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December 30th, 2017

Cancer Cells Use Unfolded Protein Response (UPR) to Manipulate Circadian Clock in Ways That Allow Them to Survive Conditions That Are Toxic to Normal Cells

Tumor cells use the unfolded protein response to alter circadian rhythm, which contributes to more tumor growth, Hollings Cancer Center researchers at the Medical University of South Carolina (MUSC) have found. A key part of the circadian clock opposes this process, according to a paper published online on December 11, 2017 in Nature Cell Biology. The article is titled “A PERK–miR-211 Axis Suppresses Circadian Regulators and Protein Synthesis to Promote Cancer Cell Survival.” For tumors to grow and spread, cancer cells must make larger than normal amounts of nucleic acids and protein, so they can replicate themselves. Yet, in both normal and cancer cells that increase their synthesis of protein, a small percent of those proteins do not fold properly. When that happens, the cell activates its unfolded protein response (UPR), which slows down the making of new proteins while the misfolded proteins are refolded. Eventually, the buildup of misfolded proteins becomes toxic and leads to cell death. However, cancer cells have learned to use the UPR to slow protein synthesis when needed, in order to handle the backlog of misfolded proteins. This helps them survive in conditions that would kill normal cells. This pattern of adaptation is often seen in tumor cells, according to J. Alan Diehl, PhD, the SmartState Endowed Chair in Lipidomics, Pathobiology, and Therapy at the MUSC Hollings Cancer Center and senior researcher on the project. "What a tumor cell is doing is taking a pathway that's already in the cell and using it to its advantage," said Dr. Diehl. Yet it was not clear exactly how cancer cells were able to use UPR activity to influence circadian rhythm. Dr.

December 29th

Hopkins Study Shows Increased Risk of Uterine Fibroids in African-American Women with a Common Form of Hair Loss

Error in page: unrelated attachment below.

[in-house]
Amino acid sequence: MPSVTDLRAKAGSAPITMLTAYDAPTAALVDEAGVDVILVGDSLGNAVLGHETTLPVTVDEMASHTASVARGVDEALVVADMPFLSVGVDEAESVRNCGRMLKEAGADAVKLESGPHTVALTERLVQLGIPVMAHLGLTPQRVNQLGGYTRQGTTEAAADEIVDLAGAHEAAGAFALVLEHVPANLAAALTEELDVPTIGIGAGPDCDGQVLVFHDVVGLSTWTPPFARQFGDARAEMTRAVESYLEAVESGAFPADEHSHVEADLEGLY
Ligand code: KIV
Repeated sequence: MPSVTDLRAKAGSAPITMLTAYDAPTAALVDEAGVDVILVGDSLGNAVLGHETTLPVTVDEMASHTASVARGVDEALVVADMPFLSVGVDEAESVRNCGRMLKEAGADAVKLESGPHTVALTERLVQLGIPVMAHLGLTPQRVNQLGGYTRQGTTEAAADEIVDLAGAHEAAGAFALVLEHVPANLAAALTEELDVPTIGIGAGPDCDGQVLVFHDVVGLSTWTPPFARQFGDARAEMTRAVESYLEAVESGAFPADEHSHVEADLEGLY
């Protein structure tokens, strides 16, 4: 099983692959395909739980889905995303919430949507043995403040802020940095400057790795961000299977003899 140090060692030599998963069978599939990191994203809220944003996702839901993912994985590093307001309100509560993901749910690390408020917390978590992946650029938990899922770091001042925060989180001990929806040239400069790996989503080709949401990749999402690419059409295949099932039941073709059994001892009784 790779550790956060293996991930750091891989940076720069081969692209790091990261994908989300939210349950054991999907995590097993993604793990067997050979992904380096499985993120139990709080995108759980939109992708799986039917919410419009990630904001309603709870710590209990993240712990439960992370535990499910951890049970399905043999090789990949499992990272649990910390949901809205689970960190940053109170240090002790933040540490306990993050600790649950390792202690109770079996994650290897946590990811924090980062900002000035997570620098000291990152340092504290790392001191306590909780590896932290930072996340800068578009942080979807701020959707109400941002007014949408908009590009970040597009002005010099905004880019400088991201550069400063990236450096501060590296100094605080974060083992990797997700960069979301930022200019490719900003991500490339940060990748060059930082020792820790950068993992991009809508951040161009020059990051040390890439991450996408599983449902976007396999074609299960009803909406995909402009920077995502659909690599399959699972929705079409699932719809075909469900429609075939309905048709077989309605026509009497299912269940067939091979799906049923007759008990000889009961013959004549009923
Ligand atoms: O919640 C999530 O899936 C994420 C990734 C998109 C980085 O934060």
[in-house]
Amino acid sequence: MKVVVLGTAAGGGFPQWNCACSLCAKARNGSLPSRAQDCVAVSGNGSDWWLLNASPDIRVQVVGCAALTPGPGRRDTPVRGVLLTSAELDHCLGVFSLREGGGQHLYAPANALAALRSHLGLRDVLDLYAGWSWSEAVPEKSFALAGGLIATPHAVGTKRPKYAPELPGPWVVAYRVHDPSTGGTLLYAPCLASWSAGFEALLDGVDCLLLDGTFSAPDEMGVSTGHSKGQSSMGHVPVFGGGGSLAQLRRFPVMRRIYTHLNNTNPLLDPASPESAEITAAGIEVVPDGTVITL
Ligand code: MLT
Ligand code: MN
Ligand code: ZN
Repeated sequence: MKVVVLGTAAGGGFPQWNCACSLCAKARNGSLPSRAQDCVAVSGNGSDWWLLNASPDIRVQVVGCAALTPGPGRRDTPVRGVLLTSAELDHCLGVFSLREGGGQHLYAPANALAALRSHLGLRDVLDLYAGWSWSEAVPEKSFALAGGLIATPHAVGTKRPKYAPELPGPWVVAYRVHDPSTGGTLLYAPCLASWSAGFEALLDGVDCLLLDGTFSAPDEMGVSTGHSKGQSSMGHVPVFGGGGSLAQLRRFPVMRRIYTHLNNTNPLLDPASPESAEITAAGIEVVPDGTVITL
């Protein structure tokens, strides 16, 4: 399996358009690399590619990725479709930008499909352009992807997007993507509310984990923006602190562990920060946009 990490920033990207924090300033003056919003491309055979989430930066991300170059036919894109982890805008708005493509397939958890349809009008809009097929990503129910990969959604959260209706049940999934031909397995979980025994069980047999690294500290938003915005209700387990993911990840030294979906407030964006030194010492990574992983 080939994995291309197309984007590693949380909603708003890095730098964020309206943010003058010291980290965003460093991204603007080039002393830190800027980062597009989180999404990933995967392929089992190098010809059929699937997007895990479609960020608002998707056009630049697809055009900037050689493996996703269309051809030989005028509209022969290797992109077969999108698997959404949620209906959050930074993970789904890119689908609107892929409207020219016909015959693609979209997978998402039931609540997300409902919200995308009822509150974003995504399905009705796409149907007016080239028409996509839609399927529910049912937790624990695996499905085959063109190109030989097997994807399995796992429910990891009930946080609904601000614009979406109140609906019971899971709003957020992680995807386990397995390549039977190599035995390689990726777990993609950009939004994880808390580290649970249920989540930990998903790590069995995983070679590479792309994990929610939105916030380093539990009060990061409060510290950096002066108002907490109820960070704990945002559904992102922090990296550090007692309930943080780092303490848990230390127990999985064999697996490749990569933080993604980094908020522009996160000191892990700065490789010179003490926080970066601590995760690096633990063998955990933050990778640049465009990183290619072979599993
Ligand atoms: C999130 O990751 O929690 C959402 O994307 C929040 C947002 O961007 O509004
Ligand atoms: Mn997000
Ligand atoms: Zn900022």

In a study of medical records gathered on hundreds of thousands of African-American women, Johns Hopkins researchers say they have evidence that women with a common form of hair loss have an increased chance of developing uterine leiomyomas, or fibroids. In a report on the research, published in the December 27, 2017 issue of JAMA Dermatology, the researchers call on physicians who treat women with central centrifugal cicatricial alopecia (CCCA) to make patients aware that they may be at increased risk for fibroids and should be screened for the condition, particularly if they have symptoms such as heavy bleeding and pain. CCCA predominantly affects black women and is the most common form of permanent alopecia in this population. The excess scar tissue that forms as a result of this type of hair loss may also explain the higher risk for uterine fibroids, which are characterized by fibrous growths in the lining of the womb. Crystal Aguh, M.D., Assistant Professor of Dermatology at the Johns Hopkins University School of Medicine, says the scarring associated with CCCA is similar to the scarring associated with excess fibrous tissue elsewhere in the body, a situation that may explain why women with this type of hair loss are at a higher risk for fibroids. People of African descent, she notes, are more prone to develop other disorders of abnormal scarring, termed fibroproliferative disorders, such as keloids (a type of raised scar after trauma), scleroderma (an autoimmune disorder marked by thickening of the skin as well as internal organs), some types of lupus, and clogged arteries. During a four-year period from 2013-2017, the researchers analyzed patient data from the Johns Hopkins electronic medical record system (Epic) of 487,104 black women ages 18 and over. The prevalence of those with fibroids was compared in patients with and without CCCA.